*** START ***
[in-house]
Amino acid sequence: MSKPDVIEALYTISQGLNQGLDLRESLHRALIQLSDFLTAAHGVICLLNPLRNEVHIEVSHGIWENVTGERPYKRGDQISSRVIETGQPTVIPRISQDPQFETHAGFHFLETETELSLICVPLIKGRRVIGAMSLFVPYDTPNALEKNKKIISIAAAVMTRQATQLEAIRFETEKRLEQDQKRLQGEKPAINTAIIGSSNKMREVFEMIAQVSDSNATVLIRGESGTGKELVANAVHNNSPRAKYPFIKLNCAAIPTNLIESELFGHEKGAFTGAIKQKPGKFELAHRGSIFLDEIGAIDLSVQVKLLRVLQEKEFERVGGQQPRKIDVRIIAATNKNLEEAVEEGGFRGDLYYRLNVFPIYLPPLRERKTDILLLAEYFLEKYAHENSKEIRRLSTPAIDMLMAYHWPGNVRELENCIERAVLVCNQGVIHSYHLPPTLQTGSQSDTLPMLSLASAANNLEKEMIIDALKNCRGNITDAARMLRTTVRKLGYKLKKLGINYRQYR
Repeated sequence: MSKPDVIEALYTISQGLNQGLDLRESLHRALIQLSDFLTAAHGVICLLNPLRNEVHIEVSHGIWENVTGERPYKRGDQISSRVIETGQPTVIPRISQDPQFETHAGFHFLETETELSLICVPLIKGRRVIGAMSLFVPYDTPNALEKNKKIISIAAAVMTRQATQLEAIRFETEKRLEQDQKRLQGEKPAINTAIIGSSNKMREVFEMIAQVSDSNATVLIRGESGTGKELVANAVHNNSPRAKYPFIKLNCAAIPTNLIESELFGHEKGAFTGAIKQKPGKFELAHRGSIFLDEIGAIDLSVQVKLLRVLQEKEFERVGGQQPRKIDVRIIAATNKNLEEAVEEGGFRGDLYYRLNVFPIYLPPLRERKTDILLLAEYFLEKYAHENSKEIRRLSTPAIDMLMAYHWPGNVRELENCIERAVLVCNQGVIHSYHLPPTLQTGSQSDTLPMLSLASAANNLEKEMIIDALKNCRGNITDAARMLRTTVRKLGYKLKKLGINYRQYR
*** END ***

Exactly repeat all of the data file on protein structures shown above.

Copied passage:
[in-house]
Amino acid sequence: MSKPDVIEALYTISQGLNQGLDLRESLHRALIQLSDFLTAAHGVICLLNPLRNEVHIEVSHGIWENVTGERPYKRGDQISSRVIETGQPTVIPRISQDPQFETHAGFHFLETETELSLICVPLIKGRRVIGAMSLFVPYDTPNALEKNKKIISIAAAVMTRQATQLEAIRFETEKRLEQDQKRLQGEKPAINTAIIGSSNKMREVFEMIAQVSDSNATVLIRGESGTGKELVANAVHNNSPRAKYPFIKLNCAAIPTNLIESELFGHEKGAFTGAIKQKPGKFELAHRGSIFLDEIGAIDLSVQVKLLRVLQEKEFERVGGQQPRKIDVRIIAATNKNLEEAVEEGGFRGDLYYRLNVFPIYLPPLRERKTDILLLAEYFLEKYAHENSKEIRRLSTPAIDMLMAYHWPGNVRELENCIERAVLVCNQGVIHSYHLPPTLQTGSQSDTLPMLSLASAANNLEKEMIIDALKNCRGNITDAARMLRTTVRKLGYKLKKLGINYRQYR
Repeated sequence: MSKPDVIEALYTISQGLNQGLDLRESLHRALIQLSDFLTAAHGVICLLNPLRNEVHIEVSHGIWENVTGERPYKRGDQISSRVIETGQPTVIPRISQDPQFETHAGFHFLETETELSLICVPLIKGRRVIGAMSLFVPYDTPNALEKNKKIISIAAAVMTRQATQLEAIRFETEKRLEQDQKRLQGEKPAINTAIIGSSNKMREVFEMIAQVSDSNATVLIRGESGTGKELVANAVHNNSPRAKYPFIKLNCAAIPTNLIESELFGHEKGAFTGAIKQKPGKFELAHRGSIFLDEIGAIDLSVQVKLLRVLQEKEFERVGGQQPRKIDVRIIAATNKNLEEAVEEGGFRGDLYYRLNVFPIYLPPLRERKTDILLLAEYFLEKYAHENSKEIRRLSTPAIDMLMAYHWPGNVRELENCIERAVLVCNQGVIHSYHLPPTLQTGSQSDTLPMLSLASAANNLEKEMIIDALKNCRGNITDAARMLRTTVRKLGYKLKKLGINYRQYR